Less than three weeks after flash flooding killed hundreds in Mocoa, heavy rains induced a landslide that left at least 16 dead in the central Colombian city of Manizales.
At least seven others also remained missing late on Wednesday following a landslide that affected more than 500 families and 80 homes across 16 primarily lower-class neighborhoods, according to Colombia’s National Unit for Disaster Risk Management (UNGRD). Rescue workers were continuing the search late into the evening in hope of finding more survivors, said officials.
The head of UNGRD, Carlos Iván Márquez Pérez, was among those who traveled to the capital of the Caldas department along with Colombian President Juan Manuel Santos today to show their support for the victims and help coordinate the catastrophe response. Emergency aid was quickly dispersed to the affected families, and rent subsidies were offered to anyone who lost their homes, according to UNGRD.
Mattresses and cleaning kits were also distributed to those in need, and the national government said it has transferred funds to the mayor’s office of Manizales so that priority assistance could be given to victims immediately. The Colombian Red Cross, with more than 60 personnel on the scene, was also among the various agencies that helped to ensure the aid reached the people seeking help.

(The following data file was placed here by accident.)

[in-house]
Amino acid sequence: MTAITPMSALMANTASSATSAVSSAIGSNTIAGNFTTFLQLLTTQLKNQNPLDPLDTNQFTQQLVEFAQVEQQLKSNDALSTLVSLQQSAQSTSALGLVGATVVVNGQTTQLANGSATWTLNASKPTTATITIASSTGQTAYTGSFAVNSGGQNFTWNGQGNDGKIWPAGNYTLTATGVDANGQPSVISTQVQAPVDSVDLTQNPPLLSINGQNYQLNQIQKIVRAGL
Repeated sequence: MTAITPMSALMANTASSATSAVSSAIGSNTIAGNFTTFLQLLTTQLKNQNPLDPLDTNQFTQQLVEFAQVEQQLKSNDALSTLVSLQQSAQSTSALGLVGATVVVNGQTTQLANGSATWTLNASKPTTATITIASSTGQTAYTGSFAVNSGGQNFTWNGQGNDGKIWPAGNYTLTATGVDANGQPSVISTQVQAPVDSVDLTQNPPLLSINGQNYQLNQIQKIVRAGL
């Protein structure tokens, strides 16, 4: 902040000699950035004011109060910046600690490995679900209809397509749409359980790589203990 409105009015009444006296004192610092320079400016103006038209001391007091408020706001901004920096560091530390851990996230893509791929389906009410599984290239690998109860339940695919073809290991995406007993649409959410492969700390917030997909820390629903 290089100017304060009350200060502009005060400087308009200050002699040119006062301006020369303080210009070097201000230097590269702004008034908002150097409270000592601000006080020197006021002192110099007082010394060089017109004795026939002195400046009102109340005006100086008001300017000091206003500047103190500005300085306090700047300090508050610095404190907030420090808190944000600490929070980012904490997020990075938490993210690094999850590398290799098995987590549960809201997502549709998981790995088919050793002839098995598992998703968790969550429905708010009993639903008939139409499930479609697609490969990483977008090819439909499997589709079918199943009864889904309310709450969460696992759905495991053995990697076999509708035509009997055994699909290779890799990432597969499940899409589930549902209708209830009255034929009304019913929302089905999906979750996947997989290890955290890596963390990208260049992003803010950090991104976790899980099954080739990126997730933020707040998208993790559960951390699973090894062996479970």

“I want to tell the people of Manizales that we are here with them,” said Santos. “We will always be here … Our hearts are with the families of the victims.”
The mayor of Manizales, per a BBC report, said that a month’s worth of rain fell overnight, causing the earth to collapse and destroy dozens of homes in quick succession in the Andean city whose metro area is home to more than half a million people.
Heavy rains have continued to bear down on many areas throughout the country for weeks, leading to red alerts being issued by public officials to warn those who may be in harm’s way. The risk of mudslides and flooding remains high in various locations given the high volume of water traveling throughout the country’s rivers.
After multiple rivers breached their banks in the Amazonian department of Putumayo on April 1, the resulting “avalanche” of water killed more than 300 people in Mocoa. It was the deadliest natural disaster to hit Colombia in decades.
Photo credit: Presidencia de la República